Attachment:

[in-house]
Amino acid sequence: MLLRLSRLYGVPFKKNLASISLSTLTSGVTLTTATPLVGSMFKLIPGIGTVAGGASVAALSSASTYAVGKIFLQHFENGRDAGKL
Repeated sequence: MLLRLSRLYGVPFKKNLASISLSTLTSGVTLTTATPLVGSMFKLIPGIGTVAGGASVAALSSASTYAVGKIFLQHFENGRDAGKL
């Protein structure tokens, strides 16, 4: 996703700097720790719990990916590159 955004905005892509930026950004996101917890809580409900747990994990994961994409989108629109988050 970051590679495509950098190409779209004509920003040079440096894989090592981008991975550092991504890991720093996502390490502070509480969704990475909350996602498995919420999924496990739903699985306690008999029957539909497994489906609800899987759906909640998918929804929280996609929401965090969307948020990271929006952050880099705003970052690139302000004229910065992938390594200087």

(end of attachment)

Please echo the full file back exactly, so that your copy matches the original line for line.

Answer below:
[in-house]
Amino acid sequence: MLLRLSRLYGVPFKKNLASISLSTLTSGVTLTTATPLVGSMFKLIPGIGTVAGGASVAALSSASTYAVGKIFLQHFENGRDAGKL
Repeated sequence: MLLRLSRLYGVPFKKNLASISLSTLTSGVTLTTATPLVGSMFKLIPGIGTVAGGASVAALSSASTYAVGKIFLQHFENGRDAGKL
């Protein structure tokens, strides 16, 4: 996703700097720790719990990916590159 955004905005892509930026950004996101917890809580409900747990994990994961994409989108629109988050 970051590679495509950098190409779209004509920003040079440096894989090592981008991975550092991504890991720093996502390490502070509480969704990475909350996602498995919420999924496990739903699985306690008999029957539909497994489906609800899987759906909640998918929804929280996609929401965090969307948020990271929006952050880099705003970052690139302000004229910065992938390594200087």